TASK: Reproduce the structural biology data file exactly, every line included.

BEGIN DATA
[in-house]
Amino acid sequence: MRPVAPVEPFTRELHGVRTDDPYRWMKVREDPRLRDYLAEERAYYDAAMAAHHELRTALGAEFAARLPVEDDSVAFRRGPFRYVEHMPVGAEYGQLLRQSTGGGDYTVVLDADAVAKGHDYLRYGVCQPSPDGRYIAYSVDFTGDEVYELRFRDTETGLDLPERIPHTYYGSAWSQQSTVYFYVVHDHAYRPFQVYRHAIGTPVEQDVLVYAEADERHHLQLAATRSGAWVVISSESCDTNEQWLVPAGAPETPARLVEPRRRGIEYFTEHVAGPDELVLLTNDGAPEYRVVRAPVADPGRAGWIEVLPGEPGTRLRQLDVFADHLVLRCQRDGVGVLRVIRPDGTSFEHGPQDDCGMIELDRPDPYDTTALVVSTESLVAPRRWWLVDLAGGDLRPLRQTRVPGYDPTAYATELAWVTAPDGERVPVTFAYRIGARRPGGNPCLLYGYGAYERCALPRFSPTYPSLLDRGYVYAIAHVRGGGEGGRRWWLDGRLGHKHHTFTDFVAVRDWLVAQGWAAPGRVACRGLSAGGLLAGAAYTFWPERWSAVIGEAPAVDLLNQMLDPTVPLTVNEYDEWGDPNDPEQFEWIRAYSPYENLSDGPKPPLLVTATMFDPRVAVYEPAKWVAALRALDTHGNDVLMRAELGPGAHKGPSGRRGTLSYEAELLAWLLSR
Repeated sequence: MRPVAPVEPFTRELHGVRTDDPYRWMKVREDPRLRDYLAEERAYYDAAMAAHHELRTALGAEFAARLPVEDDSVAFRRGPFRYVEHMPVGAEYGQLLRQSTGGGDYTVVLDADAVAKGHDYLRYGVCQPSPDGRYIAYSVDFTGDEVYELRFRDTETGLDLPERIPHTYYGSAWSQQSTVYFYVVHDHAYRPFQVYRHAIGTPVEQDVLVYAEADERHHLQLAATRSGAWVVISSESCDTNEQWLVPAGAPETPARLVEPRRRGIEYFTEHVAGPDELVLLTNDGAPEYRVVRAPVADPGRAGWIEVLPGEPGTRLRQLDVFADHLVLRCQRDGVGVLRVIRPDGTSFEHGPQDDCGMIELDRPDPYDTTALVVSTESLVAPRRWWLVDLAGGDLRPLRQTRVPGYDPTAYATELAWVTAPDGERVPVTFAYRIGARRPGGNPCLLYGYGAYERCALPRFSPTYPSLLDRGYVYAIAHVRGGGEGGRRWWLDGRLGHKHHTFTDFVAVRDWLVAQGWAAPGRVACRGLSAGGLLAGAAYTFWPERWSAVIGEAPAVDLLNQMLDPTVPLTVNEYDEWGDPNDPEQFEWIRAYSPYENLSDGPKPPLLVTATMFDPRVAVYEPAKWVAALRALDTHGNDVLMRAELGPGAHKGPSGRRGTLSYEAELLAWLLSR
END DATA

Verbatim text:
[in-house]
Amino acid sequence: MRPVAPVEPFTRELHGVRTDDPYRWMKVREDPRLRDYLAEERAYYDAAMAAHHELRTALGAEFAARLPVEDDSVAFRRGPFRYVEHMPVGAEYGQLLRQSTGGGDYTVVLDADAVAKGHDYLRYGVCQPSPDGRYIAYSVDFTGDEVYELRFRDTETGLDLPERIPHTYYGSAWSQQSTVYFYVVHDHAYRPFQVYRHAIGTPVEQDVLVYAEADERHHLQLAATRSGAWVVISSESCDTNEQWLVPAGAPETPARLVEPRRRGIEYFTEHVAGPDELVLLTNDGAPEYRVVRAPVADPGRAGWIEVLPGEPGTRLRQLDVFADHLVLRCQRDGVGVLRVIRPDGTSFEHGPQDDCGMIELDRPDPYDTTALVVSTESLVAPRRWWLVDLAGGDLRPLRQTRVPGYDPTAYATELAWVTAPDGERVPVTFAYRIGARRPGGNPCLLYGYGAYERCALPRFSPTYPSLLDRGYVYAIAHVRGGGEGGRRWWLDGRLGHKHHTFTDFVAVRDWLVAQGWAAPGRVACRGLSAGGLLAGAAYTFWPERWSAVIGEAPAVDLLNQMLDPTVPLTVNEYDEWGDPNDPEQFEWIRAYSPYENLSDGPKPPLLVTATMFDPRVAVYEPAKWVAALRALDTHGNDVLMRAELGPGAHKGPSGRRGTLSYEAELLAWLLSR
Repeated sequence: MRPVAPVEPFTRELHGVRTDDPYRWMKVREDPRLRDYLAEERAYYDAAMAAHHELRTALGAEFAARLPVEDDSVAFRRGPFRYVEHMPVGAEYGQLLRQSTGGGDYTVVLDADAVAKGHDYLRYGVCQPSPDGRYIAYSVDFTGDEVYELRFRDTETGLDLPERIPHTYYGSAWSQQSTVYFYVVHDHAYRPFQVYRHAIGTPVEQDVLVYAEADERHHLQLAATRSGAWVVISSESCDTNEQWLVPAGAPETPARLVEPRRRGIEYFTEHVAGPDELVLLTNDGAPEYRVVRAPVADPGRAGWIEVLPGEPGTRLRQLDVFADHLVLRCQRDGVGVLRVIRPDGTSFEHGPQDDCGMIELDRPDPYDTTALVVSTESLVAPRRWWLVDLAGGDLRPLRQTRVPGYDPTAYATELAWVTAPDGERVPVTFAYRIGARRPGGNPCLLYGYGAYERCALPRFSPTYPSLLDRGYVYAIAHVRGGGEGGRRWWLDGRLGHKHHTFTDFVAVRDWLVAQGWAAPGRVACRGLSAGGLLAGAAYTFWPERWSAVIGEAPAVDLLNQMLDPTVPLTVNEYDEWGDPNDPEQFEWIRAYSPYENLSDGPKPPLLVTATMFDPRVAVYEPAKWVAALRALDTHGNDVLMRAELGPGAHKGPSGRRGTLSYEAELLAWLLSR